Omaha daily bee. (Omaha [Neb.]) 187?-1922, October 12, 1898, Image 1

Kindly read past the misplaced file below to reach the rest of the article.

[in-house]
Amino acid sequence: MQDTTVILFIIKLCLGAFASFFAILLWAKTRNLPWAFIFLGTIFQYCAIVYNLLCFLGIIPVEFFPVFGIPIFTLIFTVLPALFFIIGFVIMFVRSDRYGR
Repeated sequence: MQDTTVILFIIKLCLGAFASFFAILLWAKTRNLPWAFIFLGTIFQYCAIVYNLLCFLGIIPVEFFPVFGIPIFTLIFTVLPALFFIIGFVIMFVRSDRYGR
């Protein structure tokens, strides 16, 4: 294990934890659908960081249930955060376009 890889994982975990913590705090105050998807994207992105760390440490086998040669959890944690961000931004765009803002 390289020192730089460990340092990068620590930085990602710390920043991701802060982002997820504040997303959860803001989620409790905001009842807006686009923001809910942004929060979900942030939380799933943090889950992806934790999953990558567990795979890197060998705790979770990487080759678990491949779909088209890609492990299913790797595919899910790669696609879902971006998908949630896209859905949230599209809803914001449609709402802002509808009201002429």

FHE OMAHA DAILY BEE ESTABLISHED JTJXE 19 , 1871. OMAIIA , WEDNESDAY MORNING , OCTOBER 12 , 18 8-TWELArE PAOES. SINGLE COPY 3TIVB CENTS. SECOND JUBILEE DAY Peace Celebration at the Exposition the Success of the Season. TREMENDOUS THRONG PACKS GROUNDS Daylight Attendance Surpasses Any of the Previous Occasions. EXERCISES INTEREST THE MULTITUDE Governors' Day and Minor Celebrations Pill Time Very Acceptably , IIOLCOMB AND ADAMS THE SPCAKERS Nchrn Un nna Colorado Executives Vlo ivilli Each Other In Toming ycrlial IloiKinctN nt the People ot the United Stntc . Total ndinlmdoiiH yoHterdny. ,47H7-I Total to Unto 1,001,70 * Today the Transmlsslsslppl and Interna tional Exposition mounts the very plnnacU of its glory nnd extends a greeting to th ( president of the United States and the un numbered thousands who come to do bin- honor. It Is the greatest occasion In th ( history of the tosltlon nnd there Is nt doubt that It w.ll be witnessed by thi biggest crowd that has ever assembled Ir the trnnsmlsslsslppl country. There Is n < abatement In the tremendous tide ot peopli that has been pouring Into Omaha durlnf the last forty-eight hours and every ounci ot rolling stock that all the tributary roll' i-oads can furnish Is bringing other thou. Bands to add to those who are already 01 the ground. The ceremonies that will marl the visit of the chief executive ot the na tlon and his official party will bo typlca Institutions under whlcl of the republican this nrcat enterprise was mndo possible They will bo impressive and Inspiring with out the sacrifice of republican simplicity am popular enthusiasm. The president with his party will bft en corted to the grounds In carriages at 1 o'clock and an hour later the exercises o the day will begin on the Grand Plaza These will consist of muilc by Innes' band a very brief Introductory address by Presl dent Wattles , an address by President Me Klnley and the oration of the day by Post master General Charles Emory Smith. Thcs will bo followed by nn elaborate lunch n the cafe and during the afternoon the presl lent will visit the main exhibit buildings hold a short handshaking reception at th Government building and witness the life saving exhibition , sham battle , balloon ns conslon and other feature * of the show. Whllo yesterday's crowd was but th shadow of the tremendous concourse the will pour through the cxposlton gates todaj it ranged well toward the record. Ther has nqver been such a rush toward th grounds na was apparent during ycstorda torenoon. It began ni 7 o'clock In th morning and It was nearly noon bufot tt ' onsp'Ulpn - > he IrnmiportntlMJ llrtf was relieved/ There were hundreds of pit pie waiting before the main entrances whe they were thrown open and hour after hoi the turnstiles turned as rapidly as tt people could bo marshaled through. Tl Sherman nvenuo line handled Its propoi tlon of the crowd fairly well , but tl cross-town and Dodge street lines were n < able to carry the people. The Dodge strei trains seldom hesitated after they left Sh teonth nnd Uodgo streets and the people c North Twentieth street who wanted ride to the grounds had to be content ) with the excellent walking. There was crowd waiting at nearly every block , but i train after train whirled by without enouf room on the footboards to accommoda n fly , the people started tor the grounds t foot. After 9 o'clock there was a continual stream of pedestrians toward the main c ; trance and densely-laden motors dtschargi their loads at the rate of ono a ratnut This was the situation from the time tl gates opened until noon and oven then the was only a slight falling oft In the arrival There was a bigger crowd on tluJ groum nt 10 o'clock than there was at any tin Monday and at noon the big enclosure w , crowded from the Horticulture building the Indian encampment. Even during the afternoon the arrive ran well Into the thousands. In spite the notable attraction of the evening tb tended to keep many of the people who g in on Into special trains down town t : afternoon attendance was unpreccdcnt fnd If the arrival of President McKlnl and the down town parade had not been counter" attraction In the evening t ground ! would have been literally packi As It waa , the total attendance was rals very close to the 2,000,000 mark and will bo passed before a tithe of toda ; visitors have entered the enclosure. It was a feature that nearly all yest < day's big crowd was composed of out-t town people. The local patronage was i ( served until today and when this Is Join with those who were on the grounds yi tcrday and others who arrived last nl § nnd are op the way the aggregate promli to reach stupendous proportions. OIVEX OVEIl TO Tlin GOVCnNOH Second liny of the I'cnoa Jnhllee i Occasion of Felicitation. .The distinguishing feature ot the BCCO day of the Jubilee celebration was the pi tlclpatlon ot the governors ot the trar mlsslsslppl states , which was nlenallzed the usual exorcises In tbo Auditorium at o'clock. Like all other features ot the di these wcro attended by n big crowd n when tbo ufllclal party arrived It fou nearly every scat In the building occup by an attentive listener. Although I representation of governors was dccldei limited , the absence of several who t been expected did not prevent the cclobi tton from arousing more than ordinary : terest. The speeches continued lone enou to satisfy the crowd when there was much to see nnd bear In other parts of I grounds and not too Ions to wear out enthusiasm. An invocation by Rev. B. Wrli Butler of St. Mary's Avenue Cong gatlonal church was followed by tha open ! address by Governor Holcomb. In his marks the governor brought out a co jiarlson between the progress ot this coun during the past hundred years and t which had been achieved during the sa period by any other nation. It Is no won that we can build nn exposition that Is admiration of tbo world , for here the r p sontatlon ot what has been done In I'ho 1 half century Is a revelation to every vlil nnd a source ot pride and pleasure to ev citizen ot the transmltslislppl country. Ft no source had more willing co-operation b experienced than from the chief exccutl ot the various transmUslsnlppl states. T bad been quick to perceive the advanta that would result from" the expoiltlon i zealous In their efforts to assist in making It a success. CclchrntrN Great Victorian. In discussing the sentlmeuv of the day the speaker spoke of the victories that had dccn won on the field nnd on the seas stnco the exposition opened and declared that It was entirely fitting that the American people should gather hero In the midst of the great est victory of peace to congratulate each other on the triumphant issue ot the moat brilliant campaign that has ever signalized our arms. After a selection by the band , President Wattles Introduced Governor Alva Adams of Colorado , whoso excellent address was puuc- , uattd with hearty applause. He congratu- ated his audience on the fact that there were not more governors present. No wordfc ot theirs , he declared , could compensate them for the artistic melody ot all that was out side the building. This is the best cxposl- : lon over known , and If It does not Inspire setter aspirations In the hearts of the people ple , Us mission Is In vain. It Is the child of the west , but while wo give fealty to the west , wo are not disloyal to the east. Dut wo have a special Interest In the place where our homes are built , where our children wcro born and which holds all that wo love and cherish. Governor Adams spoke In eloquent terms of the effect of this exposition on the people of tbo cast. Many of them have still con sidered the west as an uncivilized and foreign land. Dirt the audacity of this en terprise has opened their ey i3 , given a new trend to their , thoughts and taught them that tbo Mississippi river Is not the western boundary of the republic. It Is In tbo west that real manhood Is most frequently found. Here the man Is not bound by tradition or prejudice. He may not have a full Idea of the civilizing effect of a dress suit , but when It comes to ful filling the Ideal of the republic he would lose nothing by comparison with any man on earth. This led tov a discussion of the gallant achievements of American soldiers nnd sailors during cho last few months , and ho declared that through nil ages to como these would stand as types ot heroic sncrllco nnd patriotic endeavor. The/1 are woith more 10 the American peopln than all their mlnos of gold and waving harvests. It would bo unpatriotic to de-chins that the ling Hint has been planted on foreign shores nt the cost of such heroic sac'Jfieo shall not stand there forever. The exerci.j3 were concluded by a very brief address by Presiunnt Wattles nnd tbt-u the audience was dismissed , while the guber natorial party was entertained at lunch by the exposition management. NEW MEXICANS HOLD EXERCISES Krlef Kormnlltlen ot the SI I licit anil 311nln 1C Itiilldlnu- . The New Mexico day exercises were heli In the territory's space In the Mines build' Ing at 11 o'clock yesterday , and whll < the attendance ot residents from Now MexIco Ice was not large , those who were then were cufflclently enthusiastic to make u | for what they lacked In numbers. , Then were a number of prominent people pres eut from the territory , Including Captali Lceson , who Is one of the exposition com mlssloners , Commissioner Prince , the orator tor of the occasion , Colonel Albright , th veteran newspaper man of the territory and a number of others. Commissioner Prince read a letter fron Governor Otero , who expressed his regret In not being able to attend , having beei detained at home by some Important pub lip buMnrss. He conBratn' * - Csptal : I.csson upon having made such a success ul exhibit and upon his efforts In 'ex plotting the resources of the territory. I this connection It might bo said that th eutlro exhibit , with the bare exception cone ono consignment ot ore , Is " th private property of the captali who brought it here nt his ow expense from hla museum. It was all gatli ered by the captain during his thlrty-flv years' residence In the territory , and Is ex hlbltcd without reward or hop * of rewan aside from what may come to him as man who has the Interest of the territory a heart and Is willing to spend his own tlm and money In advancing the interests of th section of country that Is his adopted h.omi Commissioner Prince referred to tlia fa < that In 1893 , at the. World's fair , New Mexlc took tbo highest * prize on wheat and oat ; has unlimited quantities of gold and stive lumber , marble , granlto nnd building stor nnd the most healthful climate In the word The exercises of the day closed with lane selection , which was well received an oudly applauded. j IIA.M ) SHAKING A GUEAT SUCCES ! N'urtlt nuil South Exchange a Heart nnd Itrotherly Greeting. The North and South Handshaking Jub eo was ono of the features of yesterday : .bo exposition. The exposition manag < mcnt turned Its work In connection with tl handshaking over to Superintendent Kell of the musical department and ho at on Int9 conference with General Passer ger Agent Lupton ot the San Antonio Aransas Pass railway and Prof. Atwatcr < the Texas exhibit. The plan was outllm and was carried out In accordance with th outline. At 2 o'clock hundreds of'the vis tors from the south congregated at tbo we cud of the lagoon and many hundreds of tl northern people met at the cast end of tl little body of water. Each section was ai companlcd by a band. A few moments lati Superintendent Kelly appeared upon' ' tl viaduct spanning the lagoon and con n.enced to wigwag with a handkerchie tied to the end ot a long pole. This sign was for the bands to bcgln to play. Do1 struck up familiar airs and continued f ten minutes , when Superintendent Kol again wigwagged , this time for the tv processions to move. The band heading tfie delegation from tl south played "Dixie , " while the muslcla who preceded the northern forces renden "Marching Through Georgia. " The t\ great bodies , each containing several hu : dred men and women , marched along tl north side of the lagoon until they reach the Plaza In front of the Admtnlstratli arch , where the bands Joined and play "The Star Spangled Banner. " The eelc tlon having been completed , Prof. Atwat of Texas stepped Into the open space a : said that In behalf of the people ot t soutb he wanted to congratulate the expoi tlon management upon Its success In bull Ing up and carrying on a great show , t like of which bad never before been se upon this or any other continent. Ho s : that the people of the south and especial those ot Texas have done all that lay their power to make It a great nchlevcmei The railroads ot the south , he said , and tt ot Aransas Pass In particular have aided t south In making It possible for the count to bo bore with Its exhibits and Its pcop y doing this by contributing money and ma ing the lowest possible passenger rates. This ended the specchmaktng and t handshaking commenced. At flrst It was a weak way , but It seemed to be contaglc and in less than five minutes hundreds men , women and children were nil shnkl hands and all shaking at the same tin Old battle-scarred veterans who tout against each other thirty-five years c grasped hands and appeared to be as gl to see each other as though they wi brothers separated for a long period ( ContiBued oa Fifth 1'ate. ) ' SPAIN PLAYS FOR MORE TIME Oommiuioners Try to Delay Settlement of Cuban Question , AMERICANS TAKE A RESOLUTE STAND Inform Alplioimo'N Itoprencntntlvcn Tlmt All Such Tnctlcn Are Futile Spain Prefer * Amrrlcnn lo Cnbnii Ilnle In Cuba. ( Copyright. 1S98 , by Press Publishing Co. ) PARIS. Oct. 11. ( New York World Cable- cram Special Telegram. ) At the Joint meeting of the peace commissions to day I heard that the Spaniards pre sented the reply ot their govern ment to the refusal of America to assume any liability for the Cuban > debts Precedents were quoted , including Alsace- Lorraine. In support of the Spanish conten- tlonr one object apparently being to extract from the American commissioners some statements as to the future government ot Cuba. The American commissioners com mitted themselves to no statement on that subject , while notifying the Spaniards In the plainest terms that the Washington decision about the debt Is Irrevocable. The Spaniards then asked for a postpone ment of the question until other points of the projected treaty were disposed of. To this request Day , having consulted his col leagues , returned a firm refusal , whereupon the Spaniards asked for an adjournment of the meeting until Friday. To this the United States had no option but to agree , but Intimated that delay was futile. The American representatives will probably stipulate for a temporary government In Cuba by America. All the Spanish com- mlcsloners far prefer American rule In Cuba to Cuban Independence and this accurately represents the sentiment of the Spanish people. Senantloiinl Ilenort. LONDON , Oct. 11. A dispatch to the Exchange Telegraph company from Paris says the United States nnd Spanl-h peace commlssoners are at entire varlcncs re garding the question of tbo disposition of the Philippines and that they have re ferred the matter to their respective gov ernments. WASHINGTON , Oct. 11. The pence com missioners In Paris , so far from reaching a point of absolute variance on the question of the Philippines , have not as yet taken up that subject for consideration. It Is true that at the very flrst session of the Joint commission the Spanish representatives sought to raise a question concerning the occupying of Manila bay and town by the United States and military officers. The United States commissioners promptly re fused to consider thl point In any -aspect and , with some , reluctance , the Spaniards gave over for the time being the effort to raise that Issue. Since then the commission , whenever meeting Jointly , has been engaged entirely with three questions to the complete exclusion ot the Philippines. These ques tions relate entirely to Cuba. Porto Rico nnd Cuba , and , according to the very last re ports from the American commissioners from Washington , they are still under con sideration. The United States will not assume any financial Indebtedness as the.result of the cession or release ot Cuba and Porto Rico. It was fully expected by the authorities here that the Spanish contingent on thq peace commission would make a strong effort to make the assumption ot the heavy financial obligations of these Islands'a condition of the cession of Porto Rico and the abandonmen of sovereignty over Cuba , but the American commissioners were fully and definitely In ' structed on these points , and the genera tenor of these Instructions was that such obligations were not to bo assumed by the United States. BIG PRICE FORZOLA'S TABLE _ Sale of the Author' * Effecti Ii 1'nrU Proven a Natahle Oconnlou. ( Copyright , 189 ? . by Press Publishing Co. PARIS , Oct. 11. ( Now York World Ca blcgram Special Telegram. ) The sale of Zola's effects to satisfy 32,000 francs bad a dramatic ending today. The sale was crowded with notabilities , Including many American women , with a great concourse of sympathizers. Some congregated outside and cries of "Vive revision , " "Vivo Zola , " were repeatedly raised and responded to with strenuous cheers. The flrst object of fered was a Louis walnut table , valued at 120 francs. The bidding opened at that fig ure , when , to the amazement and delight ot the assembled crowd , Frasquelle , Zola's publisher , bid 32,000 francs. The table was cnocked down to him. The sale ended , amid vociferous cheers and congratulations. Zo'a'e antl-Dreyfuslto enemies were balked ot the anticipated pleasure of seeing bis art treas ures dispersed and actually Intend to ques- Jon the legality of Frasquelle's bid , though thereby they only make themselves rldlcu- ous. PARIS HAS A WARLIKE LOOK Pronpeat for Trouble Greater than at Any Time Since the DayH Pre ceding the Commune. PARIS , Oct. 11. In spite ot the optimistic predictions of the end of the strike being near , the strike continues to spread. The bricklayers and wood carvers today decide-1 to join the strikers. The city , however , U perfectly quiet , but the enormous Increasi in the strength of the garrison points to th < fact that the government fears political rather than labor , troubles. The strikers central committee Is a political and rovolu tlonary organization , and it Is engineering trio dispute as If It were a strike or th < proletariat. No conflict between the soldlen and strikers has occurred up to the present Not since 1STO has Paris looked so war like. like.A A number of young men of title made i demonstration In front ot the house of thi Duchess D'Euzzes on the Champs Elysei on Sunday evening. They were ted by Prlnci Henry of Chartre ? and Count Sabran de Pen teves and cheered a passing squadron o cuirassiers with cries of "Vive 1'armee. ' Thence they proceeded to an antl-revlslonls meeting , presided over by M. Mlllevoye where they shouted "Vive le Rol. " The ; afterward dispersed. TtmicnY AGUISES TO MOVE OUT Ileqnentii Some Modification * in tin Term * of Evacuation. CONSTANTINOPLE , Oct. 11. The repl of the Turkish government to the note o the powers on the evacuation of the lalan of Crete was handed to the ambassadors las evening. Turkey accepts the terms proposed but expresses a wish for certain modlQca Uons. Anthony Ilope'n I'lny. ( Copyright. 16SS , by Press Publishing Co , . LONDON. Oct. 11. ( New York World Ca blegrara Special Telegram. ) Frohman pro duced "The Adventures of Lady Ursula , " b Anthony Hope , at the Duke ot York's the ter tonlcbt , with an emphatic endorsemen of tho-Ajuerlcaa verdict. Evelyn Mlllard' FIRST IN WAR FIRST 'IN PEACE. McKINLEY. Lady Ursula was a piquant andjfasclnatinB impersonation , completely ilcmjnating the play. The principal players were recalled at- tor each act , Mlllard gejUut ata 'ovation the clone , while Hope was also enthusiastic ally received. AUUEST IICNPIIUU AFRICAN CHIEFS. MnrdercrN of American MlmilonarleN Inut May Are Apprehended. SIERRA LEONE , West Coast of Africa , Oct. 11. Ono hundred native chiefs have been arrested and are awaiting trial at Freetown for the murder of American nnd other missionaries at Kwell In May last. A number of chiefs Implicated have already been convicted. The massacre ot the missionaries ot the west coast of Africa grew out of the rebel lion of the natives against the imposition ot the hut tax. The Insurgents burned the mission houses and murdered a number ot American missionaries , Including Mr. and Mrs. Cain nnd the Misses Archer , Tatfleld and Schenck ot the United States Brother hood of Christ. Ternm of ChlncNc Hnllvrny l.onn. LONDON. Oct. 11. The foan contract for the extension of the New Chwang rallroil , signed by the Hong Kong and Sh < nghr.l bank , calls for 2,250,000 pounds sterling ( $11,250,000) ) , at o per cent guaranteed on the security of the existing lines at Pel'.In , Shanghai and other places. MEETING OF ARCHBISHOPS Governing Hody of the Church In America nnd the Cnthollo Unl- veritlty In WnMhlnKtoii. WASHINGTON , Oct. 11. The archbishops of the Roman Catholic church constituting at their annual meeting the chief governing body of the church In America began to assemble at the Catholic -university 'today ' , preparatory to their opening session tomor row. As a preliminary to this , the board ot directors of the university , made up ot archbishops and Tjlshops , began their annual meeting. The two todies , one governing the university and the other the church-at large , are closely allied nnd their meetings are practically merged. The university meet ing , as usual , was behind closed doors. Archbishops Choppelle of New Orleans , Ireland of St. Paul , Rlordan of California and Bishop Farley of New York were ab sent. At the close of the day's session , Mgr. Conaty mode a statement , summing up the work done. The condition of the university , he said , was most satisfactory. The treas urer's report showed reserve receipts for the year of $133,900 ; expenses. $130,950. Rev. Edmund C. Shanohan , D.D , , of Boston , was appointed professor of dogmatic theology , In place ot Prof. Schroeder , who retired some months ago. Dr. Daniel B. Shay , professor of physics , was made secretary of the university. Meas ures were adopted , looking to the extension and completion of the endowment funn. Rev. Thomas Lee , a member ot the Board of Trustees , presented his resignation and Mgr. Conaty was .elected to flll the vacancy. The filling of the vacancy on the board , caused by the death of Joseph Banlgan of Providence , was left to the executive-com mittee. Gifts were received for the creation of three new scholarships. The next meeting of the university board will bo held the second Wednesday of Oc tober , next year. Certificate to a IlnnU. WASHINGTON , Oct. 11. ( Special Tele gram. ) The comptroller of the currency to day Issued n certificate to the Flist Na tional bank of Sidney , la. , to begin buslnesa. Capital , JCO.OOO. President , A. F. Metelman ; cashier , W. G. Fraser. The supervising architect today allowed Angus McLcod & Co. , the firm placing the elevators In the Omaha public building , $21. ! additional for changes In elevator froutv. An order was Issued today establishing n postofflco at Nacora , Dakota county , Neb. , with Michael B. McCarthy postmaster , ulta at Dana , Clark county , 8. D. , Francis L. i Blntoey , postmaster. PRESIDENT'S ' TRIP TO OMAHA Whirls Across Illinois and Iowa in Tine Shape , -XECUTIVE IS GIVEN A GREAT OVATION AddreMKcn the 1'opulnce nt Different Point * nnd HIM Ilcuinrka Are Greeted Everywhere vtlth TuinultuoiiH CheerM. CHICAGO. Oct. 11. President McKInlcy and members of his cabinet passed through the outskirts of Chicago today bounl for the Omaha exposition. No effort wa * nut. " to extend n demonstrative greeting. A dole-i nation of Northwestern railway ofHcluls and m.'mbers of the peace jubilee conur.lttec boarded the tram Lear Western avenue atd greeted the presidential party Informally. The train was quickly'transferred to the Chicago cage & Northwesternrailway , over which line the party continued their journey , A special car was attached to the presi dential train nt Park station for Governor Shaw ot .Iowa , members of his staff and Senators Allison and Gear , who boarded the train at Clinton upon Its arrival there. The president was apprised here ot tbo visit from the governor of the Hawkeye state. The special car will carry the governor's party and senators to the exposition , whcro they will take part In the celebration of "President's Day" tomorrow. During the short stop mmie by the train In the yards , William Goodwin , a relative of the president , and James W. McKlnley , his nephew , showed themselves at flic car doors. All the time the party were lu Chicago thVj president occupied his stateroom In the sleeper and was seen by no one. Secretary Gage and his wife are expected to meet the presidential party at Omaha. Trnlii Ilenchea Clinton. CLINTON , la. , Oct. 11. The presi dent's journey from Chicago to the Mississippi river today was a con stant ovation. Since he was eluded president Mr. McKlnley has never until now traveled west of Chicago , and the immense crowds at the stations along the Northwestern road showed the appreciation of the people for the opportunity of greeting Vhelr chief magistrate. The weather was nb- Eolutely perfect , the sun shining bright and clear after last night's heavy rain. Kven at the smallest stations good sized crowds wcro In waiting , whose only hope ot reward was the possibility of a passing glance at tbo president as the train swept by. The flrst stop was made at DeKalb at 9:05 : and here the president spoke a few words In response to the crowd's enthusiastic welcome. "It was r.o part of the program , " said Mr. McKlnley , "that I should bo welcomed by i the- people of DeKalb at this hour of the morning , bu | . I appreciate your geucroua welcome , and share with you In congratula tions to our country and to > our army and navy for the successful Issues of the last four months. I run sure there has never been a ! time In our history when patriotism has been more marked or more universal than it Is to day , and the fame high purpose which characterized tbo conduct of the people In war will Influence and control them in the settlement of peace. " At DIxon and Sterling , where brief stops were made , the crowds were so dense thai hundreds could not even obtain a glimpse ot the president. Mr. McKlnley made nc attempt to talk at these points , but occupied the time vtlth shaking hands with those whc were close enough to the rear platform. A Urge number ot those were school children and the smallest ot them made frantic en- deavprs to reach the president's out stretched hand. A young man at Dlxor climbed upon the ledge of the platform jus as thq train was moving out. He clung to tin railing and , reaching out his hand , said ( Continued on Fourth Pace. ) CONDITION OF THE WEATHEI Forecast 1- P/irlly / Cloudy ; Warmer ; South Wind Hour. Ueu ; . Hour. Dej < > 11. in . . -IK 1 p. m . < l II u. , in . 17 Ii. 111 . < J 7 u. in . -Id : i p. in . < ] 8 n. in . -IS 4 p. in . (1 ii u. in . nu n p. m . d lu n. in . nn u p. in . o 11 n. in . ns 7 p. in . ( I i : : in . uo i > p. in . n U J > . Ill . S TOUAA' AT THE EXPOSITION. 1'rpnIilciit'M Day. S 11. in. to in p. in. Inillnn COUKI-CI 1) n. in. Mv Stock Exhlhlt lit Stou I'nvllloii. lOiitO a. in. InncM Iliinil oil IMnrn. Part 1. Overture Zanetta . Aubi fa ) The Rustic Mill ( descriptive Idyl ) . . . . . Kllcnbci fb ) Rob Hey ( quickstep ) . DeKovt Solo for Contra Tuba Air Varle . Cesli . Scenes from the Chime1 * of Normandy. . . Plunquct At a Gcorsla Camp Meeting ( descriptive fantasia ) . Mil Part 2. Vorspiel Hacnsel and Gretel..Humperdlni ( a ) Demons of the Mountain ( from Peer Gynt ) . Grl ( b ) Love In Klnj ; ( two step march ) . . . . Inn' ' Cornet Solo Concert Polka . IM\ Kenney. American National Fantasia . Bern ! 11 n. an. rrc'Nlileut McKlnley Eutri the GrounilN and Will Speak i Munle I'r.vlllon. Music . InneH Bai invocation . Kcv. John McQuo Introduction and Welcome. . . G. W. Wuttl President TrnnamltfHlisslpnl und Intern tlonnl Exposition. .Address . Hon. William McKlnli President of the United States. , Music . i . . . . Address . Hon. Charles Emory 6ml Poatm.ister General. 1 ! p. in. IIIIICN Hand at Auditorium. ! I p. in. Omaha Concert Ilnud i Government llulltlliitr. , p. m. U. 8. I.lfe Savin * Exhlbltlc Oil I.UKOOII. 3itO p. m. Women' * Club nt Auil lorluiii. : titO : p. in. President Ilecclve * tl I'ulilla nt Government Ilnllillni ; . 1 p. in. O m nli u Concert Hand nt Ji nlnii CiroiuidN. March Commnndcr-ln-Chlcf . HOI Overture Uohomlan Girl . Hal SOUK Bnrliip Awakening . Ba Waltz The PcHther . Lann Selection Wang . j(0s Polka Light nb a , Feather . Ziehr Kantiicln Polder's Life . Kelur Be Patrol British . , . A liIIO p. m. Great Indian Sliiini Iluttl n p. m. NnntlaKo AViir Ilallooii A 7 p. in. Iniicx ITnnil on I'liizn. Part 1. Overture Tannhaousor . . . . . Piccolo Solo Turtle Dove ( concert Heidelberg. Gathering of the Clans ( Scotch fantasia I No. 1) ) . , Dee ( Introducing solos for all the prlnch players of the 'bond and concluding wl tbo old pledge of affectionate rmei 1 brunce , "Auld Lang Syne. " ) The Star Spangled Banner . ( Introducing1 Innes battery of electric ca non. with accompanying fireworks sn < tucle. ) Part 2. The Forge In the Forest ( descriptive Idyl ) . Mlchnc The dawn ; "Winged Minstrels" nnnour the new day ; by the brook ; a sumrr phower : the cathrdral chimes sound t hour of the morning prayer ; at the fen ( Introducing the roftumed corps of t muHlcul blackmnlthH , ( laming anvl double male quartet , etc. ) , Two Characteristic Marches ( n ) En Llrnsf ( French ) . Coutd U > ) Love la King ( American ) . Inr Trombone Bolo Wultlnit , , . , . Mllln ' Inne * . Overture Jubel . Wei ( Cnnf liullmr with the nutloimt hymn , " ' Country 'TlH of Thee , nnd accompanied limes' battery of electric artillery. ) I ) p. m. Grand biieulnl Honor of the PreMldeiit und I Party. PRESIDENT IS HERE Ir. McKinley is Given a Hoyal Western Welcome to Omaha , 1ALF A MILLION PEOPLE CHEER HIM ON Mightiest Throng Ever Gathered in the Oity Vents Its Enthusiasm , iHOUTSOF LOYAL GREETING FILL THE AIR Popular Ovation Leaves no Doubt of th Peeling , of the Public , OVER A MILE OF STRUGGLING HUMANITY Wide Street * Jammed from Curb to Curb Tilth CltUeitB Knger to Honor the Nation' * Chief 12x- ccntlvc aa lie 1'uisc * , The biggest and most cuthuslastlc crowd that over assembled on the streets of Omaha gave hearty and tumultuous greeting last night to Uic president ot the United States. The city was nblnzo with light , gorgeous with color and resonant with choere. It was a nclcomo worthy ot the Exposition city , worthy ot Its distinguished guests and worthy of the president who , In the last few months , baa achieved the diplomatic tri umphs of a. Richelieu and conducted the n est brilliant campaign on land and sea the world has ever witnessed. Twice before has William McKlnley been the guest of Omaha , each time as the repre sentative of a party struggling for su premacy. Last night ho came ns the execu tive ot the nation and the whole people con gregated to bid him welcome and vent their ardor In the greatest demonstration'that Omaha has ever Been. Thousands of people ple from every part of the transmlsslsslpp'l Country Joined with Ak-Sar-Ben and hli loyal subjects In tbo ringing cheers ot greot'ng. ' The streets ot the city wore re splendent with electric radiance and patri otic colors swept In profusion over the up turned faces of the tremendous concourse that waited to catch'a glimpse ot Us presi dent and lend volco and Inspiration to the patriotic tumult. The pavements were car-v potcd with a solid mass of pushing , crowd - Irg , surging humanity that packed Itself so densely that it was almost Impossible to force a passage. Long before 6 o'clock the people began to congregate at the most favorable vantage points and early In tha evening the Jam In the streets was unprece dented. At the same time the street cars were unable to carry halt the people who were otlll coming. The streets far out Into the residence districts were lined with pe destrians hurrying to the streets on which the presidential pageant was to move and these mingled finallyIn tbo Impact throng that seemed already to fill every foot ot standing room. The density ot the crush was apparent whqn the president arrived and tbo police attempted to clear a passage way for the carriages. llnrdly U"um iu Puna. From the foot of Farnam street to tin city hall the people were crushed In a co hesive body that had scarcely elasticity enough to yield. The first file of police barely succeeded In opening a narrow foot path. Tbo next Jammed the people harder against the walls on either sldo and finally the mounted troop rode their horses In the faces of the crowd and It fell back with crushing force on those behind and left barely room for the carriages to pass. This was continued all along tbo line , but evu the unbearable crush did not chill the en thusiasm of the people. When the carriage which contained President McKlnley was perceived tbo crowd burst into a voclfcrou * cheer that never scorned to cease. When one volco tired another .took It up and the whole .line of march was a single demon stration of swelling cheers and waving hats and flags. At frequent Intervals the presi dent ho\\ed right and left and his recogni tion gave new Impetus to the ovation. Un- , dcr the red , green and yellow ot the elec tric arches and the shimmering glory ot myriads of Incandescent bulbs the scene nvns ono well calculated to Inspire the pa- * trlotlsm of the multitude. And this broke forth In new ardor with the appearance ot each of the officials and guests as they wcro recognized by the crowd. When the carriages which carried General Miles and the other heroes of the war came Into view the enthusiasm culminated In a shout that fairly made the big buildings quiver and thousands of flags that had waved a greet ing to the president were raised again In tribute to the blue and gold and the men who wore It. It was Impossible to move the parade of Ak-Bar-Bcn at once and It required nearly an hour and the most vigorous ex ertions on tbo pari ot the police to suffi ciently clear the streets to permit Its passage. When this -was accomplished the pageant moved rapidly over the line of march and the magnificent spectacle was cheered almost as enthusiastically as that which bad gone before. Then with a final outburst the crowd broke and swept In every direction. It swamped the street cara and overflowed by thousands Into the streets that led homeward. It had been Jammed and crushed and elbowed almost beyond tha limit of human endurance , but It had per formed Its duty und went homo happy. Immediately after reviewing the parade President McKlnley and his party were driven to the Omaha club , where they will bd quartered during their stay In Omaha. Shortly after a lunch was spread In the dining room for thu distinguished guests , mernpers of the reception committee and tha directors of the club. In this President McKlnJjy did not participate. Ho was some what fatigued after his long Journey and the excitement of the evening nnd nt once retired to his apartments on the flrst floor , which had been especially refitted for his occupancy. 'Meanwhile ' the remainder ot the party spent a very pleasant hour over the luncheon , which was enjoyed In a thor oughly Informal manner , Prenldcnt on the Fair. The special committee which met tha presidential train at Council Dluffs consisted of Edward Rosewater , Z. T. Llndscy , P. P. Klrkendall , E. K. Bruce and A. L. Recda While the train was crossing the bridge the president expressed himself as highly gratified over the success of the exposition. He remarked that this of Itself Is a good testimony to Its excellence. These great in dustrial fairs , he observed further by way of phllocophlctl comment , are the very bent promoters of peace In the world. As the president felt somewhat fatigued by his trip every effort was made by the committee to cave him nil unnecessary annoyance and only the ordinary Interchange ot Ideas passed between them. A question , howuver , was ventured as to whether Senator Hannii was coming , as Mr. Hunna wait not on the train , The presi dent's response was to the effect that it > > '